Naturist / Nudist Beaches in England, Scotland, Wales and Ireland

Porthkidney - near Hale

Cornwall (north coast)


Sandy beach on North Cornwall coast near Hayle. Backed by the St Ives branch rail line. Access via coast path. Naturists keep to the dunes.

Porthkidney is a north-facing sandy beach about 600m long on the western side of the Hayle estuary and is reputed to be used by naturists - but with some history of local hostility. Carbis Bay is round a small headland to the west, Lelant is to the south. On the other side of the tidal river, caravan and holiday chalet complexes are strung out along the two mile sweep of eastern St Ives Bay.

Getting There

Satnav: TR26 3DY

Porthkidney can be approached by car from the A30 via the A3074 and is about 3 miles SE of St. Ives. Alternatively, branch line trains run to St. Ives - passing within view of the beach! (St Ives to Penzance, stopping at Carbis Bay, Lelant and St Erth).

To the south, there is limited free parking by St Michael's church in Lelant at SW548377. Parking in St Ives is difficult and expensive, and taking a car into St Ives is not a good idea at all, but there are many free parking opportunities in and around Carbis Bay. The main South West Coast Path is a good way to get to Porthkidney on foot as it runs along the back of the dunes.

The path is way-marked in both directions, but not brilliantly. Near Lelant, it is one of six rights of way which cross a golf course, but its the only one which is visible on the ground - even then the route one is obliged to take isn't the one marked as the Coast Path on the map, but the one which interferes least with the golfers. The easiest way onto the beach through the dunes is at SW546382, not far from where the coast path crosses the railway. A broad track about 50m long takes you to a point where beach flags provide a clear landmark and information on safe swimming - note that there can be significant currents, especially at the eastern end of the beach near the river. At low tide, you can get onto the beach just south of the western headland (Carrack Gladden) at SW535387, but this access is well underwater at high tide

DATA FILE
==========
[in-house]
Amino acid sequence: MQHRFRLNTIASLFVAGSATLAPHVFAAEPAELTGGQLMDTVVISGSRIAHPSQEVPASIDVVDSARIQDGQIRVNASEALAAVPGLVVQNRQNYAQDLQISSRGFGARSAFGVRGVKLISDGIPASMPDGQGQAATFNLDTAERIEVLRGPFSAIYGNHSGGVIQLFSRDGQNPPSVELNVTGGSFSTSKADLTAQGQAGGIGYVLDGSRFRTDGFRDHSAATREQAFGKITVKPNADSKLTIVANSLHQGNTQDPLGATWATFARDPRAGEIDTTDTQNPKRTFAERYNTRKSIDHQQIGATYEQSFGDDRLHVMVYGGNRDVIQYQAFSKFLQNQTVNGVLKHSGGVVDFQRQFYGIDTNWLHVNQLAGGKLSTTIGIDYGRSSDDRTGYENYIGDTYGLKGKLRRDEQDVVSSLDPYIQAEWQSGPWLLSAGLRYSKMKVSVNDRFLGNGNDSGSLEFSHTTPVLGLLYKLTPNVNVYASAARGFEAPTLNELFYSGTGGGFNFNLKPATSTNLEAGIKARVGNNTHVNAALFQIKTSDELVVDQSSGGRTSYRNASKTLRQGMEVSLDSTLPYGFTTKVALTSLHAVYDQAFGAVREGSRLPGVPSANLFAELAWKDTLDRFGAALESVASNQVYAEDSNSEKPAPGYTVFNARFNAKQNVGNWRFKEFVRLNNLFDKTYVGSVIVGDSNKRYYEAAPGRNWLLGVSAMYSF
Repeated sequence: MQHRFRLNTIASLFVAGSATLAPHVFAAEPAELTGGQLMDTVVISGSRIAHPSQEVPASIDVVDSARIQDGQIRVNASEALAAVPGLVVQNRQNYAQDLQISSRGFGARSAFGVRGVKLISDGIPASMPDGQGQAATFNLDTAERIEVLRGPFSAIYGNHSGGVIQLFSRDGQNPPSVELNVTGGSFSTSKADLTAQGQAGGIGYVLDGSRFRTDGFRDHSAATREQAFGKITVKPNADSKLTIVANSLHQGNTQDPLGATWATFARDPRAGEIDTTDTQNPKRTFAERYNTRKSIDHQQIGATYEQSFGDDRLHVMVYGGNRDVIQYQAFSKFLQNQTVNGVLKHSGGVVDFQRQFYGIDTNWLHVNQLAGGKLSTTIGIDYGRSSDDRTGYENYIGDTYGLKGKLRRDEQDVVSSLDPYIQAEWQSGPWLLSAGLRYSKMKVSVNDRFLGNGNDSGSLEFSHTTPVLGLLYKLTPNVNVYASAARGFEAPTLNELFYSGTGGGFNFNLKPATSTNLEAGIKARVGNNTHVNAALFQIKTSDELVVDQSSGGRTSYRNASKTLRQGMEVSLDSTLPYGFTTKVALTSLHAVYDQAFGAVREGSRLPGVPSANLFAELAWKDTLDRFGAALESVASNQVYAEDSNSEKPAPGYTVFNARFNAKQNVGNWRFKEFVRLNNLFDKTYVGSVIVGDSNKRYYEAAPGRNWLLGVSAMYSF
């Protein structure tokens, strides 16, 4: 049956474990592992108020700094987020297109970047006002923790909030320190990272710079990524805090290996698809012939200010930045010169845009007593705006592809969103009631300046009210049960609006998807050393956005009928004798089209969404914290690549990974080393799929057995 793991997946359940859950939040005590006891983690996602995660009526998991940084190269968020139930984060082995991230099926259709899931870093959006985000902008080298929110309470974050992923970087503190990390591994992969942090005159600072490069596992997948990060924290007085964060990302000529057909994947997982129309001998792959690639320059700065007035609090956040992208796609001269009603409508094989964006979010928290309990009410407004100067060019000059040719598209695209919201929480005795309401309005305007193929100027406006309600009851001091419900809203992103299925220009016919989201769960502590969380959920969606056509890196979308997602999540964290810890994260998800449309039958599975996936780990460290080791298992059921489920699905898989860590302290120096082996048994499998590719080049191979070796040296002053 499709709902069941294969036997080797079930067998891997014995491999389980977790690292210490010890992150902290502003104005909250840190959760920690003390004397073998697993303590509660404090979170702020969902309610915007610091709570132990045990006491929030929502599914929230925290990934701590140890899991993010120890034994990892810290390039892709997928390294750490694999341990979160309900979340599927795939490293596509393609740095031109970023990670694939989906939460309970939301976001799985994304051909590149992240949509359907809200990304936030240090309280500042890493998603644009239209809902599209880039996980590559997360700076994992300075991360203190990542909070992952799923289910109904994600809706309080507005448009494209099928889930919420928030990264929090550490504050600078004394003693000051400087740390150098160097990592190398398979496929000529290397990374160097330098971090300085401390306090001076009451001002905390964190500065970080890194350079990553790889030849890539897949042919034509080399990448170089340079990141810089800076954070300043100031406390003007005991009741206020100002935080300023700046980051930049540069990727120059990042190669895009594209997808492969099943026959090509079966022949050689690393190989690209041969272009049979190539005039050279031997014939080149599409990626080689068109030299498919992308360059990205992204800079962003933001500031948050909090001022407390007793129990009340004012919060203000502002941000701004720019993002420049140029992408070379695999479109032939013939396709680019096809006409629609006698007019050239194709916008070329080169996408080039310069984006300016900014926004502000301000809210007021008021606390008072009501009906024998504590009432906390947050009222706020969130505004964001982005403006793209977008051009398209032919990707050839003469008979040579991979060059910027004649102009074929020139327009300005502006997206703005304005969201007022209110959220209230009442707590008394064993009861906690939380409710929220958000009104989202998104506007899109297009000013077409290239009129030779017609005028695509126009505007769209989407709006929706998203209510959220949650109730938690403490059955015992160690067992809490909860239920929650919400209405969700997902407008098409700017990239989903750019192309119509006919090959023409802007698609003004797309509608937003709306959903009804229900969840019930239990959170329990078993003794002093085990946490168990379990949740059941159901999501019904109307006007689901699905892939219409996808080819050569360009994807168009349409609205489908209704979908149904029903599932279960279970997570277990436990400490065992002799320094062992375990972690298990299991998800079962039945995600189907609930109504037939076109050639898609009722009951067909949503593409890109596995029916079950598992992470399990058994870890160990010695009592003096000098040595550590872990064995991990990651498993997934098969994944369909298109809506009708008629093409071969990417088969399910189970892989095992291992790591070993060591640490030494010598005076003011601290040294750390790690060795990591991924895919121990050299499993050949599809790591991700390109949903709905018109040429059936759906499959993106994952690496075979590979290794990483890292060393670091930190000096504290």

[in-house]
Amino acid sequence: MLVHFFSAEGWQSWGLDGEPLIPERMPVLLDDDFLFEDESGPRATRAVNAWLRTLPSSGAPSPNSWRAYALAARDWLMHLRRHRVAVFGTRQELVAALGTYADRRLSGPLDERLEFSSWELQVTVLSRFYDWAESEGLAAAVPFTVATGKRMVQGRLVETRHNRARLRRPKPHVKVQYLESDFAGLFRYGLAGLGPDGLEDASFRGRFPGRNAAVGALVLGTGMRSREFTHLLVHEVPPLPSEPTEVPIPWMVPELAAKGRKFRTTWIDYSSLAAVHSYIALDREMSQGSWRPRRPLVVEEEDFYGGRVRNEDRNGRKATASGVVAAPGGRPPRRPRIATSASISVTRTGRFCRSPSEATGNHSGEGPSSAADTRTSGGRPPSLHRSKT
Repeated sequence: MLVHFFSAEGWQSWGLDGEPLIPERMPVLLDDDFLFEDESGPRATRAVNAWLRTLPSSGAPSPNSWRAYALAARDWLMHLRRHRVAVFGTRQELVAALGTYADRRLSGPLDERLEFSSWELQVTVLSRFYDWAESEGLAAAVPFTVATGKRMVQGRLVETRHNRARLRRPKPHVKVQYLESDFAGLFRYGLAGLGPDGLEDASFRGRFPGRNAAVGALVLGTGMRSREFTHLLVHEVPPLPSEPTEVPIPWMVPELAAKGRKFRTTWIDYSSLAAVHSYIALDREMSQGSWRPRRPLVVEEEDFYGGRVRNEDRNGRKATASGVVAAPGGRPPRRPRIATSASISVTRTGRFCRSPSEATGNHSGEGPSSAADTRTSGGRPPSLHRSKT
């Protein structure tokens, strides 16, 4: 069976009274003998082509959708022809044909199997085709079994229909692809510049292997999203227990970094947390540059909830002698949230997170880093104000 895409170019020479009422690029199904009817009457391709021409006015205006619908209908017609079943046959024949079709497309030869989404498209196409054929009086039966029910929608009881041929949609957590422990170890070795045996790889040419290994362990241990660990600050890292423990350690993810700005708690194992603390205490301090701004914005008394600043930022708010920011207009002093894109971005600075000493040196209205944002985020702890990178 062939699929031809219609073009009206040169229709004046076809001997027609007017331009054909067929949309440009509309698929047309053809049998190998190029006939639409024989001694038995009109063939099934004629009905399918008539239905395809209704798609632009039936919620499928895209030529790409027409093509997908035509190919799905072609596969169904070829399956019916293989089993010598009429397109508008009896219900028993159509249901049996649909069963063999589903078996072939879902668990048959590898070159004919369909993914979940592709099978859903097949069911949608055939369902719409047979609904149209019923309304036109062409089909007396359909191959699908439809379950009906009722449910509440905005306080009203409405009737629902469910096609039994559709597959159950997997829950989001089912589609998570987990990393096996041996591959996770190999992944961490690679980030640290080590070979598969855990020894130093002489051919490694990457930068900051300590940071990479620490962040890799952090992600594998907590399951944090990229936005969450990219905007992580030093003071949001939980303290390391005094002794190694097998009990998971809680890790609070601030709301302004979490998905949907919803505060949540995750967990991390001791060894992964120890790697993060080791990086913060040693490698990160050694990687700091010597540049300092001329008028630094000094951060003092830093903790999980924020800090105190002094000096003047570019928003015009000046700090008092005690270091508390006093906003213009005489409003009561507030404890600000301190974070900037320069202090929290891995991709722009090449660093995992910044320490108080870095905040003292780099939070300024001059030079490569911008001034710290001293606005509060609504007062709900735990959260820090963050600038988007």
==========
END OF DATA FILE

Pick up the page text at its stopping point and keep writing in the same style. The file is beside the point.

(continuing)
Despite being close to both St Ives and Hayle, which have enormous summer populations, Porthkidney beach is never crowded, even at high tide when only about 10-20m of soft sand separate low dunes from the sea. The reason is that you have to walk at least half a mile to get to there, which is about 800 yards more than the average tourist seems to want to walk. Swimming conditions may not be safe.

Naturist tend to stick to 'secluded enclaves' in the sand dunes, rather than the beach, and are 'definitely costumed' on the beach, and for swimming.

Facilities can be found in St Ives.



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